The caddies behind the greatest golfers

Written by By, Antonia Juhasz, CNN Before he was called “Bubba,” the emotional golfer Lee Trevino was the prodigy with a manic swing, the “Son of Woodside” and the hype machine’s favorite. Trevino could…

The caddies behind the greatest golfers

Written by By, Antonia Juhasz, CNN

Before he was called “Bubba,” the emotional golfer Lee Trevino was the prodigy with a manic swing, the “Son of Woodside” and the hype machine’s favorite. Trevino could have won nine majors, but blew his chances with an erratic play at the 1969 Masters — missing all four fairways in the final round.

A parting shot that day in Augusta Golf Club prompted one of his most memorable quotes of all time, “I don’t care if I never lose again. That’s too bad.”

The story has become the inspiration for an exhibition called Caddie 101. More than 200 caddies, staffers and regulars from the nine Augusta National courses will have an opportunity to exhibit their marksmanship in front of 200 people.

The event, which runs from May 26 to June 23, was created in association with Masters corporate sponsors. “The end goal is to use the expertise to help future caddies,” said Chris Coleman, the event’s curator.

But Coleman cautioned against saying that Caddie 101 has anything to do with Trevino. “But there are certainly similarities,” he said.

Yara Kamvar, 16, from Latvia.

Many of the caddies in the exhibition are repeat players and staff, including pianist John Dalla Costa. So what makes a good caddie?

Among the positions on tour are hole players and assistants, who help the pros with every element of the game, from club selection to adjusting the putter.

Coleman said that the role of a good assistant is really a two-person job, with the player dealing with the average patrons and the assistant answering their questions.

Golf enthusiast Pratik Nair, with his ceremonial Masters tee.

But an assistant’s duties can extend to other aspects of the game: “You have to be physically fit,” Coleman said. “You have to be able to hit your own tee shots, draw shots and have a strong follow-through off the tee.”

But an assistant is not just that — he or she is still only a worker. “You also have to be patient with the customer,” Coleman said.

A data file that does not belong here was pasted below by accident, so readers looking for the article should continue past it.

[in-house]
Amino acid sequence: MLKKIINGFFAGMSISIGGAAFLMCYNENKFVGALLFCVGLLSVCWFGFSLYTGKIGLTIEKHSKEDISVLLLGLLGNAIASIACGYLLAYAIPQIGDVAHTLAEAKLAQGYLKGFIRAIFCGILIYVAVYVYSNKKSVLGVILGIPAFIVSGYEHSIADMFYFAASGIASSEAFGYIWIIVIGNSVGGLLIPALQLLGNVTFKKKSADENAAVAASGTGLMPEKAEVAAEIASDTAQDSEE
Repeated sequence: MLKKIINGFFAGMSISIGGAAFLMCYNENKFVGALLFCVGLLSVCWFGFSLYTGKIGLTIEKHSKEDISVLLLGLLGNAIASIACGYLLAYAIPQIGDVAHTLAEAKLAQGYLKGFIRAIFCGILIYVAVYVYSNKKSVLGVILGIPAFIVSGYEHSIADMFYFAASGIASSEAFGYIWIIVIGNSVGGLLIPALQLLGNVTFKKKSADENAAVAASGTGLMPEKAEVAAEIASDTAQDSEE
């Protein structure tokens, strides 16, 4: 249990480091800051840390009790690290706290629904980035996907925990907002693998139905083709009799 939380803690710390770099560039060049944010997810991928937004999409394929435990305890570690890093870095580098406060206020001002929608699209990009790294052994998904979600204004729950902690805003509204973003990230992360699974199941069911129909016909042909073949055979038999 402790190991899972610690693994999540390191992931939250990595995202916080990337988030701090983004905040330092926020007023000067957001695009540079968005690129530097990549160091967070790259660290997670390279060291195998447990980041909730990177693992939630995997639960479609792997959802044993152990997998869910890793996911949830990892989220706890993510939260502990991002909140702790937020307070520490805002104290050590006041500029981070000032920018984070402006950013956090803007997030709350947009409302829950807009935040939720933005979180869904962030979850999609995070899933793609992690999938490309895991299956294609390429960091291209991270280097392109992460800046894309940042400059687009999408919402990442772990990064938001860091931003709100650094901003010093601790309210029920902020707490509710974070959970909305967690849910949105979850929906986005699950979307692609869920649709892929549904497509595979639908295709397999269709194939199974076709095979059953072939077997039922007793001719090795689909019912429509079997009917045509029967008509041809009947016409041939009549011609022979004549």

Being able to talk with the customers, answering their questions, setting up the ball location with a fairway putter and putting. Also, he said, “very good listening skills and an ability to have respect for everybody.”

Caddies played a key role in the battle of the sexes on the links. For decades, women caddies rotated as visitors, generating stories that made the rounds and enriching history.

In 1950, Louise Voisin became the first female caddie in golf. She worked at the Midwest Club in Rockford, Illinois.

Courtesy Brian Ng

“A gentleman once noticed me lying on my back on the green wearing nothing but a towel and mittens,” Voisin recalled in 2011. “As he walked away, he said, ‘I wonder what it would be like to be a housekeeper.’ “

Those stories have a certain odd charm. The little thing that comes between you and a caddie is fascinating: both the act of putting the ball in the bag and the act of bending over to take it out.

Adam Luce, a former caddie on the PGA Tour, said one of the most serious caddies on tour was Fred Funk, a former major champion. In 2014, he released the first of an autobiographical audio series he called “Hooked on Golf” called “The Caddie Years.”

“Fred’s a more deliberate player,” Luce said. “He doesn’t take a lot of risks; he’s trying to hit the ball as good as he can …. He was a perfectionist. I think a lot of people forget that his dad was a golf pro.”

Jeff Walker, a former assistant pro at Augusta National, is on the caddie job for Caddie 101. “It’s a true work in progress,” he said.

“What’s neat is that a lot of the people who aren’t giving, who are helping out, they’re not going to take anything for granted. That’s really nice to see. That’s good for the whole tour. You want a partnership and it helps with the entire game of golf.”

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